With the increased interest on going “green”, what role can parents play in advocating for their children’s health as well as Mother Earth? I have found that by engaging environmental advocates, I have increased the advocacy base for those who support natural birth, breastfeeding, and natural parenting, by simply stating the facts. Here are some of the more topical points in the environmental movement today, and especially those that impact our population of pregnant women and babies.
The chemical is known as bisphenol A or BPA and is still used in plastic baby bottles, and many other food and beverage containers including infant formula cans. Studies suggest that the dangers of BPA leaching into the milk of babies in a bottle could include: low sperm count, hyperactivity, early puberty, obesity, small testes size, and enlarged prostates. There are no government safety standards which limit the amount of BPA in infant formula. The role of the childbirth professional continues to be to promote breastfeeding as the normal and healthy way to feed an infant. For mothers desiring to use bottles, encourage non-BPA (non-polycarbonate) and recyclable propylene bottles.
The best alternative to baby bottle and formula concerns: Breastfeeding!
As we know breastmilk is the only free, natural, renewable food resource and is all the baby needs for the first 6 months of life. During prenatal education, teach the benefits to mother, the benefits to baby and do not neglect to mention the benefits to Mother Earth. Some of the best evidence for breastfeeding fitting the eco-friendly lifestyle includes:
- Requires no resources for advertising, packaging, shipping, or disposal.
- No water or energy is wasted sterilizing bottles and refrigerating them.
- It does not create pollution from the manufacturing and disposal of bottles, teats, and cans.
- It helps space babies by suppressing fertility in the mother which lowers the population burden and impact.
Fact: Every child adds about 6500 disposable diapers to our landfills.
Fact: Disposable diapers have little to no recycling potential and the long term effects of them on the environment remains unknown.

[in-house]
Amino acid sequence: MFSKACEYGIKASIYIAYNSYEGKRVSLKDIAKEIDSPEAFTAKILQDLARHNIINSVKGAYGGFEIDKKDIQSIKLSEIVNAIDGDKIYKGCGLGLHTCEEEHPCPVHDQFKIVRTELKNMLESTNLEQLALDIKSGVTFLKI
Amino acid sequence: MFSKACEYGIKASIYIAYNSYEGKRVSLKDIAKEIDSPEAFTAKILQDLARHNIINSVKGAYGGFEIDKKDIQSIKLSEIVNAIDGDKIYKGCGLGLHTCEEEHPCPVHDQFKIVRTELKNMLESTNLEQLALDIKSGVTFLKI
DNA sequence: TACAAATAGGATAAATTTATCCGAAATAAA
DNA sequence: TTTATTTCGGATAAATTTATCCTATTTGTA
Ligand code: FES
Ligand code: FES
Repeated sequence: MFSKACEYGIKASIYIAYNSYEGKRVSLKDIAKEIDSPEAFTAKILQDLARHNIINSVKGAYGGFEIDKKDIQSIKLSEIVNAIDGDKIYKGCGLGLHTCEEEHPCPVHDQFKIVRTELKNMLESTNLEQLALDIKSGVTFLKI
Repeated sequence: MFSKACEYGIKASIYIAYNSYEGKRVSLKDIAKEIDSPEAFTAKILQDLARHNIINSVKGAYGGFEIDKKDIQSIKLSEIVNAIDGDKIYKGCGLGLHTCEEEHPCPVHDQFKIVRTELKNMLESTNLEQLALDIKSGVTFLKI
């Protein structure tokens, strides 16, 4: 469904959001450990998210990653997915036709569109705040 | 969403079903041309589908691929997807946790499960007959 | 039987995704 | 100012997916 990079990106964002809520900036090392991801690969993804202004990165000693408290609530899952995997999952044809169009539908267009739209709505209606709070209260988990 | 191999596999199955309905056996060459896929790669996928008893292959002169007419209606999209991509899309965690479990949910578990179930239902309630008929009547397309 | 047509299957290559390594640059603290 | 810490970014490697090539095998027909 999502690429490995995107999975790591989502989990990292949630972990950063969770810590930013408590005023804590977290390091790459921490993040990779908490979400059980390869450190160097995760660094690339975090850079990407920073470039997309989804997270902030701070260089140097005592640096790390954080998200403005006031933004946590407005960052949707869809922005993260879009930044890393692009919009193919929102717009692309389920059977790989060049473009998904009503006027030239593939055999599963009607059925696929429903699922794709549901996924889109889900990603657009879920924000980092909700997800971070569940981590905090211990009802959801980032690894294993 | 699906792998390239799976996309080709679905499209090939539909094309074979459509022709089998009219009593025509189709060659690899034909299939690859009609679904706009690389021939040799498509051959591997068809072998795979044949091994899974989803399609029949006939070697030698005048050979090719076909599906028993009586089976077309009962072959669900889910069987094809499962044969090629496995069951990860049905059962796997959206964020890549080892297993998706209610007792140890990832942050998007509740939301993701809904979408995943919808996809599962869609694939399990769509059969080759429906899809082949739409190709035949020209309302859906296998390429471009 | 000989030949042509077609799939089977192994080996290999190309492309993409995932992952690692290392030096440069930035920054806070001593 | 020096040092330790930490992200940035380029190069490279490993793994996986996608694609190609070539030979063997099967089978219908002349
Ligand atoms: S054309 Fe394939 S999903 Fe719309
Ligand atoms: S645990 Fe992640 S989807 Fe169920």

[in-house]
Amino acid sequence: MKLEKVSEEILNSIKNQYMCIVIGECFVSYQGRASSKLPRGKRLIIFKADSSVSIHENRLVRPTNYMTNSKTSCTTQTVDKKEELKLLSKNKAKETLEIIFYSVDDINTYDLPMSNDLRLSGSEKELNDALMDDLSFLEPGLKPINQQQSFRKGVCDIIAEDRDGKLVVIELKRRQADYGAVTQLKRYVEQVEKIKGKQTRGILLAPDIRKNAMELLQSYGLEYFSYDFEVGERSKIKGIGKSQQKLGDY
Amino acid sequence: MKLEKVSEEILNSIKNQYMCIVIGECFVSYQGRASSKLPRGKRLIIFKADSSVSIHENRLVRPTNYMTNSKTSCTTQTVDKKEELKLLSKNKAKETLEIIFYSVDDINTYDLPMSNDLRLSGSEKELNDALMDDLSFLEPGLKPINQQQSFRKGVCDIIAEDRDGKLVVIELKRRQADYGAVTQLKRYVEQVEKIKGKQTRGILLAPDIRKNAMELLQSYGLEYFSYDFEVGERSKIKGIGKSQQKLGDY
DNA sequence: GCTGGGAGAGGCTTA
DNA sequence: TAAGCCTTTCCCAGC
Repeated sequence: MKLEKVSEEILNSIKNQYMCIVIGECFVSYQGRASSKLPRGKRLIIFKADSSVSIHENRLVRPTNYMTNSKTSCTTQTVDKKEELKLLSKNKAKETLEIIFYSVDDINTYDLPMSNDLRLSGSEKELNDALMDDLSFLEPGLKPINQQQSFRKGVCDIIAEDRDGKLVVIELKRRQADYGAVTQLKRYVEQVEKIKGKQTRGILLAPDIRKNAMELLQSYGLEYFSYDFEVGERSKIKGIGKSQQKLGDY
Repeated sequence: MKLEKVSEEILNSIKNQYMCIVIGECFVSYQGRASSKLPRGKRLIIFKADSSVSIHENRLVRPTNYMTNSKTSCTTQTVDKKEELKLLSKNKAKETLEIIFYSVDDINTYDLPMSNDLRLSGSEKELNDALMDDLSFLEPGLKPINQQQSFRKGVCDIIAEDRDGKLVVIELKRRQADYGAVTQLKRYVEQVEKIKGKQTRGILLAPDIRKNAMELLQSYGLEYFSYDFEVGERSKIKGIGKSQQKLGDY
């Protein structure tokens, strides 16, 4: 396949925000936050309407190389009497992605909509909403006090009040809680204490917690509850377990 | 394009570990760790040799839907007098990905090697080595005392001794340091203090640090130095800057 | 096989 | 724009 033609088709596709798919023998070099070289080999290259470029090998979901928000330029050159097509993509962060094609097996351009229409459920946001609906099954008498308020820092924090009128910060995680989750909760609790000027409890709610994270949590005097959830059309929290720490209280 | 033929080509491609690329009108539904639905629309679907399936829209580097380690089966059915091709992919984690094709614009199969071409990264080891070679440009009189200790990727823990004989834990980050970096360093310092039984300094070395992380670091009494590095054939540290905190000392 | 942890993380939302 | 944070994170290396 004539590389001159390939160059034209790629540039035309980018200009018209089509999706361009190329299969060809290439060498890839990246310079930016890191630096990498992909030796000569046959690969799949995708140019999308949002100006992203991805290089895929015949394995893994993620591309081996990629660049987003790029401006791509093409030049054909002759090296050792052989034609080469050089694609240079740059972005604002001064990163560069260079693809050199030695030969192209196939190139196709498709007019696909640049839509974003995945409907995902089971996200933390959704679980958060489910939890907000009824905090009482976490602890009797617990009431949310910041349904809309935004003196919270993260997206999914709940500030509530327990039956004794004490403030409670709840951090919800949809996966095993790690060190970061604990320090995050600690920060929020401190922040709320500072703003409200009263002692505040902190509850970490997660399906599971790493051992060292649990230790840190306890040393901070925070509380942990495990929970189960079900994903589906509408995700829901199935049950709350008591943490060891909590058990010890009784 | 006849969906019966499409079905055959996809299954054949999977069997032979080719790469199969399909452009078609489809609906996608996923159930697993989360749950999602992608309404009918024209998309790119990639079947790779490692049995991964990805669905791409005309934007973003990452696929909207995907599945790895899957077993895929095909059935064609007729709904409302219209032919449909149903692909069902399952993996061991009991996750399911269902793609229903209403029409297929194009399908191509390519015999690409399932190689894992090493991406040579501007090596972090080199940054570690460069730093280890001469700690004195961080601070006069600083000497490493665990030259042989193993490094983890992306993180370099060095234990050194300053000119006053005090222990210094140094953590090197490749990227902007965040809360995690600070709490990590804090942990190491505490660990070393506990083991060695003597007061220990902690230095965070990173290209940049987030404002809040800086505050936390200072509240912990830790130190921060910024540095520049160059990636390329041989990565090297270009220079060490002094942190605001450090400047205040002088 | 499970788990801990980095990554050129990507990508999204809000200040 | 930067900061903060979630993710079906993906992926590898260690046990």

Fact: Disposable diapers can take up to 500 years to decompose.
Fact: Our clients trust our recommendations and turn to us for input on their consumer goods and purchases. We have an ecological responsibility to market products which are both healthful and environmentally sound. By increasing environmental awareness we automatically increase health awareness.
Alternatives to disposable diapers:
- Hybrid diapers (cloth cover, flushable inside liner) from gDiapers.com. Gdiapers offer a childbirth educator sample. Contact them via their website.
- Cloth diapers, easy to use, velcro and snaps and very comfy for baby.
- Still a disposable, but a “greener” disposable is one not made with plastics and gels, but rather non-bleached wood pulp! Tushies and Seventh Generation make such diapers as well as other brands.
In your first prenatal meeting or class, nutrition is surely to come up. The FDA wants pregnant women to know that some fish contain high levels of a form of mercury called methylmercury that can harm an unborn child's developing nervous system if eaten regularly. By being informed about methylmercury and knowing the kinds of fish that are safe to eat (www.epa.gov ) women can help prevent harm to developing babies. Ethylmercury, the type formerly in our children’s vaccines, is not the same as methylmercury and is excreted quickly from the body. Methylmercury can store easily in fat (ie: maternal stores for pregnancy and lactation) and is potentially toxic.
By engaging in the environmental effort you will also increase your family’s healthful practices, and contribute to a larger cause. Incorporate “green parenting” into your practices and evaluate the ever changing recommendations and work to institute change for the health of ourselves, our babies, and planet.
About the author
Mirine Dye, MPH, has a master’s in public health, and is a certified health education specialist as well as lactation consultant. She is an alumni of the American Public Health Association Maternal and Child Health Leadership Institute and is the national chair for the maternal and infant nutrition committee with APHA. She can be reached through her consulting firm http://www.preventionworksmonroe.org/